Creating a dementia-friendly Brisbane by 2032 - The Community Leader and Real Estate New and Views

Participants of Dementia Australia’s “working towards becoming a Dementia-Friendly organisation” with their commitment certificates: Fr Michael Twigg and Year 12 students (Iona College) Glenys Petrie and John Quinn (BSEDA) Lisa Atwood (Brisbane City Council) Dr Theresa Scott (UQ) Debbie Brittain (QAGOMA). Photo: Supplied.

At a recent event, Dementia Australia acknowledged a host of organisations that are working together to make Brisbane a dementia-friendly city in the lead up to the Brisbane 2032 Olympic and Paralympic Games.

Brisbane City Council, Queensland Art Gallery and Gallery of Modern Art (QAGOMA), University of Queensland’s Healthy Living Centre and Iona College have all committed to driving this important initiative.

Dementia Australia CEO, Maree McCabe, said everyone involved was to be commended for their leadership in working towards a dementia-friendly city and for the visionary commitment to creating a dementia-friendly Brisbane 2032.

“It is alliances like the Brisbane South-East Dementia Alliance that are the catalysts for change,” Ms McCabe said.

The Alliance, led by dementia advocates John Quinn and Glenys Petrie, has been working with Brisbane City Council and the other organisations over the past few years to inspire them to commit to becoming more dementia-friendly and inclusive of people living with dementia, their families and carers.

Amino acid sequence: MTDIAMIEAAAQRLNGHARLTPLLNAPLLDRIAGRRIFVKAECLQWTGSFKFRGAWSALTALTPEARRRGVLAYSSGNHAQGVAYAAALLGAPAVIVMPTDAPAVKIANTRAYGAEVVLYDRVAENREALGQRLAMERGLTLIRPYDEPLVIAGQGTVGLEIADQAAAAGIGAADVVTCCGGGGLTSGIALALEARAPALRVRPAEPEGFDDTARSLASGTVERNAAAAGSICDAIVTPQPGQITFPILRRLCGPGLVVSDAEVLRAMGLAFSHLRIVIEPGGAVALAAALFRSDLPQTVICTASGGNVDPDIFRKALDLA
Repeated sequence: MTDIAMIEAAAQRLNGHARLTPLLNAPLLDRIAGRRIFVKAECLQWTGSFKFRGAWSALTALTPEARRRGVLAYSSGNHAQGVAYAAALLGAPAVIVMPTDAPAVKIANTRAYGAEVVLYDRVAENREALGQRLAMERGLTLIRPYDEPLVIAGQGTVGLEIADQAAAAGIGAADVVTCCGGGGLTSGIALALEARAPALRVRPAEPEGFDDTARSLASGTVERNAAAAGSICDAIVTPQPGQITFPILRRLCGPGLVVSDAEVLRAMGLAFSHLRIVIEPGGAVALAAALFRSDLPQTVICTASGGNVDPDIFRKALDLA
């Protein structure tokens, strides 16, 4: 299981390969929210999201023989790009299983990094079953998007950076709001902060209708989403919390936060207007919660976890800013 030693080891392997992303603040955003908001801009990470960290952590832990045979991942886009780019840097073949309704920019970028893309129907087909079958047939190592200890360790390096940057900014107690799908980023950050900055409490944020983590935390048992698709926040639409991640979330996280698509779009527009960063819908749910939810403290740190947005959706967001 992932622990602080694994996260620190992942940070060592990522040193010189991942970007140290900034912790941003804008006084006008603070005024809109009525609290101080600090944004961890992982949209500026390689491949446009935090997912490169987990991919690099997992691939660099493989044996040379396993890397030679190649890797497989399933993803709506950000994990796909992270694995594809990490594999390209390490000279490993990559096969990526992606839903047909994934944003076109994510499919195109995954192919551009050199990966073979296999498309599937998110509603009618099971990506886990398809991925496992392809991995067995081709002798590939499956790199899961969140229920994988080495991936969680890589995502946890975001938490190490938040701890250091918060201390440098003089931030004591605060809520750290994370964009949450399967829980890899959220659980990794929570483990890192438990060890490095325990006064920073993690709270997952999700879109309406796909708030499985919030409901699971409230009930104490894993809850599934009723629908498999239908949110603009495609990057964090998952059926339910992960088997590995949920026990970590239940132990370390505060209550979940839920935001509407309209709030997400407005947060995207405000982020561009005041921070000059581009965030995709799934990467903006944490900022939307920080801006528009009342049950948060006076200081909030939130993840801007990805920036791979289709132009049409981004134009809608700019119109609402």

Mr Quinn, who is living with dementia, said, “It has been a privilege to work so closely with all these organisations and I am so excited to see how this will evolve as we all work together towards Brisbane 2032”.

He continued, “I thank the federal government for continuing to fund the Dementia-Friendly Communities program that has enabled our Alliance to engage across so many sectors to bring about this milestone achievement today”.

“With 70% or more of people with dementia living in the community it is our responsibility to be inclusive of people with dementia, to value their contributions and to respect their rights to access the services and activities we all expect to enjoy,” Ms McCabe said.

This commitment has the power to change the way we think about dementia and enable and empower people to live well with dementia.

For more information about the Dementia Australia Dementia-Friendly Communities program visit

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